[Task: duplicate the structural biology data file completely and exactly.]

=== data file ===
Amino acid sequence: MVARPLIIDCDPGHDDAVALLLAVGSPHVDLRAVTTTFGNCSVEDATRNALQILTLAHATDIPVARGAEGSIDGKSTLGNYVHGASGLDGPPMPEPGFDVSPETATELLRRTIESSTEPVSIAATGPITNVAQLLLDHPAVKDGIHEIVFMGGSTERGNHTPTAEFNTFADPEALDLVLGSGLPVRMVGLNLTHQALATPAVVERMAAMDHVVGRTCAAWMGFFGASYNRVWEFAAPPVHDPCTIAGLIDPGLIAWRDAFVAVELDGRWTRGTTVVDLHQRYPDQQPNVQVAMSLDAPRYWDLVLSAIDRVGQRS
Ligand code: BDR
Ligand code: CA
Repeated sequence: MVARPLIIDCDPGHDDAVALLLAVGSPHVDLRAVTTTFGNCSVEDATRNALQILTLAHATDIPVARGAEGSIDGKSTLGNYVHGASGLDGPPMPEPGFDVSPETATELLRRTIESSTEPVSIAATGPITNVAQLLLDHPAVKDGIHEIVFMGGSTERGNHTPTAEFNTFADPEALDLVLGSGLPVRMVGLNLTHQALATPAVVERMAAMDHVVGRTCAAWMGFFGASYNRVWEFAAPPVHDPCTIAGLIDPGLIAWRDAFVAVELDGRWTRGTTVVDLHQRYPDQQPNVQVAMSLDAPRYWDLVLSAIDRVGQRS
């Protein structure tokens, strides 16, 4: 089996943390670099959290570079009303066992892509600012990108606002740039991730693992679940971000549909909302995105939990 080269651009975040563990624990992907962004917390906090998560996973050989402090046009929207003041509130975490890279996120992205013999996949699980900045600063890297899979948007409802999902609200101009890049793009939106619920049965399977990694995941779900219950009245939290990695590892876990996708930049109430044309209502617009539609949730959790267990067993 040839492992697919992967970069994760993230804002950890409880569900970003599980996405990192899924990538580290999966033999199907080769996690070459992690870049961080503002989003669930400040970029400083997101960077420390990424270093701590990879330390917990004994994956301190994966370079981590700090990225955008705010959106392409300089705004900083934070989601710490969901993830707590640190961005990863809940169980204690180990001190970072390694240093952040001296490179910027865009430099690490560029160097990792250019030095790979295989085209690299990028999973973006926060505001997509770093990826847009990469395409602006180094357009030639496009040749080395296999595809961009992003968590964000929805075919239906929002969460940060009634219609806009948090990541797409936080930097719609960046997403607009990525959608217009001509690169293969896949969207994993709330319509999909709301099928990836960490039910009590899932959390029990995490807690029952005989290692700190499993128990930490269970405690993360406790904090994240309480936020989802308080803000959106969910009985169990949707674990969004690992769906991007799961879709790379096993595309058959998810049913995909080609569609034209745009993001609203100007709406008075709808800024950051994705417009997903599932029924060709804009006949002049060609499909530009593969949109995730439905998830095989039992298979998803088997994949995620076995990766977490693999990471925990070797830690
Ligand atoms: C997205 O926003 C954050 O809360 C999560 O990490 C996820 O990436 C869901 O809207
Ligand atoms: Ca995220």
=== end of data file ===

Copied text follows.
Amino acid sequence: MVARPLIIDCDPGHDDAVALLLAVGSPHVDLRAVTTTFGNCSVEDATRNALQILTLAHATDIPVARGAEGSIDGKSTLGNYVHGASGLDGPPMPEPGFDVSPETATELLRRTIESSTEPVSIAATGPITNVAQLLLDHPAVKDGIHEIVFMGGSTERGNHTPTAEFNTFADPEALDLVLGSGLPVRMVGLNLTHQALATPAVVERMAAMDHVVGRTCAAWMGFFGASYNRVWEFAAPPVHDPCTIAGLIDPGLIAWRDAFVAVELDGRWTRGTTVVDLHQRYPDQQPNVQVAMSLDAPRYWDLVLSAIDRVGQRS
Ligand code: BDR
Ligand code: CA
Repeated sequence: MVARPLIIDCDPGHDDAVALLLAVGSPHVDLRAVTTTFGNCSVEDATRNALQILTLAHATDIPVARGAEGSIDGKSTLGNYVHGASGLDGPPMPEPGFDVSPETATELLRRTIESSTEPVSIAATGPITNVAQLLLDHPAVKDGIHEIVFMGGSTERGNHTPTAEFNTFADPEALDLVLGSGLPVRMVGLNLTHQALATPAVVERMAAMDHVVGRTCAAWMGFFGASYNRVWEFAAPPVHDPCTIAGLIDPGLIAWRDAFVAVELDGRWTRGTTVVDLHQRYPDQQPNVQVAMSLDAPRYWDLVLSAIDRVGQRS
């Protein structure tokens, strides 16, 4: 089996943390670099959290570079009303066992892509600012990108606002740039991730693992679940971000549909909302995105939990 080269651009975040563990624990992907962004917390906090998560996973050989402090046009929207003041509130975490890279996120992205013999996949699980900045600063890297899979948007409802999902609200101009890049793009939106619920049965399977990694995941779900219950009245939290990695590892876990996708930049109430044309209502617009539609949730959790267990067993 040839492992697919992967970069994760993230804002950890409880569900970003599980996405990192899924990538580290999966033999199907080769996690070459992690870049961080503002989003669930400040970029400083997101960077420390990424270093701590990879330390917990004994994956301190994966370079981590700090990225955008705010959106392409300089705004900083934070989601710490969901993830707590640190961005990863809940169980204690180990001190970072390694240093952040001296490179910027865009430099690490560029160097990792250019030095790979295989085209690299990028999973973006926060505001997509770093990826847009990469395409602006180094357009030639496009040749080395296999595809961009992003968590964000929805075919239906929002969460940060009634219609806009948090990541797409936080930097719609960046997403607009990525959608217009001509690169293969896949969207994993709330319509999909709301099928990836960490039910009590899932959390029990995490807690029952005989290692700190499993128990930490269970405690993360406790904090994240309480936020989802308080803000959106969910009985169990949707674990969004690992769906991007799961879709790379096993595309058959998810049913995909080609569609034209745009993001609203100007709406008075709808800024950051994705417009997903599932029924060709804009006949002049060609499909530009593969949109995730439905998830095989039992298979998803088997994949995620076995990766977490693999990471925990070797830690
Ligand atoms: C997205 O926003 C954050 O809360 C999560 O990490 C996820 O990436 C869901 O809207
Ligand atoms: Ca995220």